The text below is from April 1946 edition of US Navy “All Hands Magazine.”

Note that the 20.3 cm guns of turret “A” (also “Graz”) have been removed for testing.

“Prinz Eugen originally had a crew of 8 officers and 85 enlisted men of the U.S. Navy supervising 27 officers and 547 enlisted men of the former German Kriegsmarine for tests. The cruiser was sailed from Philadelphia, Pennsylvania (USA), to San Diego, California (USA) via the Panama Canal to take part in Operation Crossroads. The German crew was gradually reduced to zero with the effect that the cruiser reached Pearl Harbor under tow on 10 May 1946, as the U.S. crew could not operate the ultra-high pressure boilers.”



Prinz Eugen inverted

(photo courtesy of



This bronze screw was salvaged from the wreck of the Prinz Eugen by the post war German Navy and is on display at the German naval memorial outside near Kiel. (Photograph by Darkone, 1. Mai 2004)




USS Prinz Eugen (IX 300) at sea during Operation “Crossroads”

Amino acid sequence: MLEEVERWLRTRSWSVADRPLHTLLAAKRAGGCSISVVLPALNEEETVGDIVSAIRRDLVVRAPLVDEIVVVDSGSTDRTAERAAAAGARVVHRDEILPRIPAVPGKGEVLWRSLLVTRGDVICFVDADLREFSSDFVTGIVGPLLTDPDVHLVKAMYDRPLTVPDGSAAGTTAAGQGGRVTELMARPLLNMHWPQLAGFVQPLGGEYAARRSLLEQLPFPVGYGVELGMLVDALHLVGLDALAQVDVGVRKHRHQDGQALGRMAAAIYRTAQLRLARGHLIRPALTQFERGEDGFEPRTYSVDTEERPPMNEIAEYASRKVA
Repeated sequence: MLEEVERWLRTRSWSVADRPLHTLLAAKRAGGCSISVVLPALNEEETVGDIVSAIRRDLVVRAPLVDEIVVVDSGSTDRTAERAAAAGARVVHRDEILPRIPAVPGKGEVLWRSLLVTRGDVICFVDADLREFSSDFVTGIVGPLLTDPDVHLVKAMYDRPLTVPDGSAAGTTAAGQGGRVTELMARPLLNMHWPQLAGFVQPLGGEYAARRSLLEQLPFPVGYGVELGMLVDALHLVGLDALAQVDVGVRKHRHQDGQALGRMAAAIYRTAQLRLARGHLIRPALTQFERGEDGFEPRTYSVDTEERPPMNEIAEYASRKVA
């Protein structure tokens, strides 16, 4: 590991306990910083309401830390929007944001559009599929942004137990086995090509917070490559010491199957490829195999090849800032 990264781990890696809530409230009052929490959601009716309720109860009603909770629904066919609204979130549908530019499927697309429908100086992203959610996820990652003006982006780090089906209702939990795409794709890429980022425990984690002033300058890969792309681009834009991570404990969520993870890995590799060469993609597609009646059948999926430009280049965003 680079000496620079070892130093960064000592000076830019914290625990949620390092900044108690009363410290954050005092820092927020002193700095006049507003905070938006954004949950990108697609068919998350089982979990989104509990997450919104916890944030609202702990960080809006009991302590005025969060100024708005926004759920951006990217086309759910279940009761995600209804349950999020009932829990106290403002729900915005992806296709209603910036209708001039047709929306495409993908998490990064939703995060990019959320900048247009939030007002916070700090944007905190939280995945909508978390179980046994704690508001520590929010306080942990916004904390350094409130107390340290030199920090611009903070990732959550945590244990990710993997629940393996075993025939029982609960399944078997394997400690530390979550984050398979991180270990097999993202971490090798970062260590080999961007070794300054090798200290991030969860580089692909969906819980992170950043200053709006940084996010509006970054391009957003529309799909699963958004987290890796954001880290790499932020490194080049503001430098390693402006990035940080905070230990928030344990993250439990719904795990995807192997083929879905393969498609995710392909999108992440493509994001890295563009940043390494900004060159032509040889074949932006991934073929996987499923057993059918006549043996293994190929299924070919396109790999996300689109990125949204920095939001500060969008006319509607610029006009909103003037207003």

Date 14 June 1946

US Navy Archives



USS Prinz Eugen passing through the Panama Canal in 1946.

Prinz Eugen “Lucky Ship” of the Kriegsmarine




German heavy cruiser, Prinz Eugen in an undated photograph courtesy of the Imperial War Museum.

She was named for Prince Eugene of Savoy, one of the great captains in European military history.  The Prince had an extraordinary military career in 18th century Europe serving the Habsburg Monarchy.




 Portrait of Prince Eugene of Savoy (1663-1736).

Oil on canvas painted in 1718 by Jacob van Schuppen (1670–1751). The painting was purchased in 1806 by the State Art Museum of Amsterdam where it has been ever since.




KMS Prinz Eugen under attack 1942